Sheriff Todd Entrekin in Alabama receives an annual salary of $93,178. In addition, over the past three years, he has claimed an extra $750,000 as “compensation” from “food provisions,” according to NY Daily News.
And by “compensation” from “food provisions,” Entrekin is referring to the money that was left over after feeding inmates at his county jail. In September, Entrekin purchased a four-bedroom beach house worth $740,000.
The sheriff claims, along with others, that this is wholly legal, citing a 1939 law that allows sheriffs to have reign over unspent money in the food fund. The law allocated $1.75 per prisoner per day. And in Alabama, sheriffs receive this allocation in their personal accounts, rather than in government accounts, said the New York Times.
According to the Southern Center for Human Rights, Entrekin is potentially just one of dozens of Alabama sheriffs that take money from food funds for personal use. When the Center requested public records to review how much the sheriffs took from food provisions, 49 sheriffs refused to share the information.
The Center and the Alabama Appleseed Center for Law and Justice filed a lawsuit to gain access to the records in January. An attorney at the Center cites past cases to make their point.
“This archaic system is based on a dubious interpretation of state law that has been rejected by two different Attorneys General of Alabama, who concluded that the law merely allows sheriffs to manage the money and use it for official purposes not to line their own pockets.”
In fact, Morgan County Sheriff Greg Bartlett spent a night in jail for doing something similar to Entrekin in 2009. Bartlett took $212,000 over three years out of his food fund for inmates, according to the New York Times.
If you’re wondering how Bartlett managed to save so much money, look no further than his grocery shopping habits. He spent $1,000 on an 18-wheeler of corn dogs, detailed CBS News. The inmates ate corn dogs twice a day for three months.
Judge Clemson ordered Bartlett to come up with a food plan for inmates, and implemented a consent order that required “all funds provided by any source for the feeding of inmates…will be used exclusively for the feeding of inmates incarcerated in the Morgan County Detention Facility,” detailed WHNT News.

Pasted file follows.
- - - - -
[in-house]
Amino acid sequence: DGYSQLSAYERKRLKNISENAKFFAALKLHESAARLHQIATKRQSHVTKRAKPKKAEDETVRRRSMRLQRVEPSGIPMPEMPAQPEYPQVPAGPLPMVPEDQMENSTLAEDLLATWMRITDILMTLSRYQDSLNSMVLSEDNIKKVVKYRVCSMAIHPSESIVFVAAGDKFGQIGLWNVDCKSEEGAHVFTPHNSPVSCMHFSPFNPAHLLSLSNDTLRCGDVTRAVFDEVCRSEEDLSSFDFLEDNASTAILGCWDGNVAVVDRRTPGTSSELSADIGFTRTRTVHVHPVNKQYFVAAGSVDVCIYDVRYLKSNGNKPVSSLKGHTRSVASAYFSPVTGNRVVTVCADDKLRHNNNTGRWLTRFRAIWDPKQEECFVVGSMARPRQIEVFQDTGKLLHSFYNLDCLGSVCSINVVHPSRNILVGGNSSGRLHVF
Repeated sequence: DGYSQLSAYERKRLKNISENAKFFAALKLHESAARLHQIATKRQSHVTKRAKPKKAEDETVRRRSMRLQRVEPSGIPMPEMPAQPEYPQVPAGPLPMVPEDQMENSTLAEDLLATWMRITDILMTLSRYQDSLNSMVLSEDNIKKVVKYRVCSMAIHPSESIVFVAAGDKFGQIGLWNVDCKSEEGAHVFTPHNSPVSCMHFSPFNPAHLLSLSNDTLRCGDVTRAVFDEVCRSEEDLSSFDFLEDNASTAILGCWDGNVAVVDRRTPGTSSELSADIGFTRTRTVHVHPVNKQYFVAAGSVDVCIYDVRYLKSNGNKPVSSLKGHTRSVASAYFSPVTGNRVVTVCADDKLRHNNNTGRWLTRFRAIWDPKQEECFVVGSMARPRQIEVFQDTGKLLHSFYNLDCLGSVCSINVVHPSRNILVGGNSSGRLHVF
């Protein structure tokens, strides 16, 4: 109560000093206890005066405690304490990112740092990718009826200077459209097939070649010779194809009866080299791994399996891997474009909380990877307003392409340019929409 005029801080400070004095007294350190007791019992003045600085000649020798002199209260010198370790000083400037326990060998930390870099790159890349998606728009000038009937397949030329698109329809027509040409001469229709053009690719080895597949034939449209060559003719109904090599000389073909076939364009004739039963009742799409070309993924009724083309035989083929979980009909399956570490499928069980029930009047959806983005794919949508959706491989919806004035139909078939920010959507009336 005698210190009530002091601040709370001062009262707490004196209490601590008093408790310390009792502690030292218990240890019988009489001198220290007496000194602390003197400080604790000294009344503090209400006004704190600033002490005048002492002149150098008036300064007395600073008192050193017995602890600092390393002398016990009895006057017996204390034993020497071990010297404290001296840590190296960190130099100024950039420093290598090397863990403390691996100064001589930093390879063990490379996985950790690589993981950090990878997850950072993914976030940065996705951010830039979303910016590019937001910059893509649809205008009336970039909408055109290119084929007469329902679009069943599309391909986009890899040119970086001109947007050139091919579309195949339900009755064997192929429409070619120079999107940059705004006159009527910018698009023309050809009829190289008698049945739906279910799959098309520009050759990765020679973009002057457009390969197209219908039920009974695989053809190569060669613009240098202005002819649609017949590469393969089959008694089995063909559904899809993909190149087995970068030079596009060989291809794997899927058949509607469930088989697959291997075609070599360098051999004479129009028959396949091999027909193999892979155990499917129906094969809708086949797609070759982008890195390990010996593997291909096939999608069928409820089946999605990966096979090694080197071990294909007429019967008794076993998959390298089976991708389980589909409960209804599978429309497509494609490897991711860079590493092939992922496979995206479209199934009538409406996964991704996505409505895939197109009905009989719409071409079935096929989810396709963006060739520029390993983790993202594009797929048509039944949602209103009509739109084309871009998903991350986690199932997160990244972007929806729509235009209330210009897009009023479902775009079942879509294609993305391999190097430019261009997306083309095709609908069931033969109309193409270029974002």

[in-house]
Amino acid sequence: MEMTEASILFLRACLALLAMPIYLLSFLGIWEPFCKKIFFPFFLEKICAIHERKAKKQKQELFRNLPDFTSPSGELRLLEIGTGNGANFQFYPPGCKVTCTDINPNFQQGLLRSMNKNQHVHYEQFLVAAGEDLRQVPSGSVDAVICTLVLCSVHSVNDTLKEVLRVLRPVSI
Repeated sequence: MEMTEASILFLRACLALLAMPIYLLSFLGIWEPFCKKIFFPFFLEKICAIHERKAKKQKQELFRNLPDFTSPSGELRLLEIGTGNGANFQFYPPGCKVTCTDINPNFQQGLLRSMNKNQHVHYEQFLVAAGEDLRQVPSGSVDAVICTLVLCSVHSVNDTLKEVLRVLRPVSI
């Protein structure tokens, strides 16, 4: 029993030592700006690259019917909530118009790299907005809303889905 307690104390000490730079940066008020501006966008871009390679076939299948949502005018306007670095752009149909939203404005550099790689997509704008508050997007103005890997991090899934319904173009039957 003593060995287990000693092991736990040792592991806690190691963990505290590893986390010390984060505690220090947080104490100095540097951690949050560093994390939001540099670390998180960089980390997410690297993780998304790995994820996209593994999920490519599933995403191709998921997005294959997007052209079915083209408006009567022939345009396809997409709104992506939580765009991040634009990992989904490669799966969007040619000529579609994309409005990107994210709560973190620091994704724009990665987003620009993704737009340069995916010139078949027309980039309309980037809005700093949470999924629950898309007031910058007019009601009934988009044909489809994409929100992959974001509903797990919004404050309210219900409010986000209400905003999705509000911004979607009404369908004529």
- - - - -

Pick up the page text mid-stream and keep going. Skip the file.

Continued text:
The story at Morgan County continued with Sheriff Ana Franklin, who took $150,000 from food funds. She took the money and invested it into a used car dealership in 2015 called Priceville Partners, reported the New York Times and Decatur Daily. Franklin then claimed that “because of bad legal advice, she had not realized she was violating the court order.”
Ultimately, Federal Judge Abdul Kallon found Franklin in contempt of court, and fined her $1,000. She also replaced the money she took back into the food fund. Also during the trial proceedings, Franklin requested that the judge lift the consent of order that Judge Clemson had put in place, preventing Morgan County sheriffs from using food funds as personal income.
The judge agreed to end the consent of order based on the following.
“The parties agree that the foregoing provision is no longer required because counsel for Plaintiffs concede that they cannot demonstrate that the provision ‘remains necessary to correct a current and ongoing violation.'”
Lawyer Sarah Geraghty offers some insight into the sheriffs’ mindsets.
“In certain jurisdictions there is a feeling by sheriffs that this is my fiefdom — I am in charge, my way or the highway…Sometimes that kind of culture can lead to sort of a sheriffs-gone-wild kind of behavior.”
In the meantime, Entrekin enjoys his four-bedroom beach house with a pool, along with his other properties. His real estate portfolio is reportedly over $1.7 million.
There are no updates at this point on the lawsuit filed by the Southern Center for Human Rights. If the Center wins the lawsuit, then a slew of other sheriffs’ use of food funds as personal income could come to light.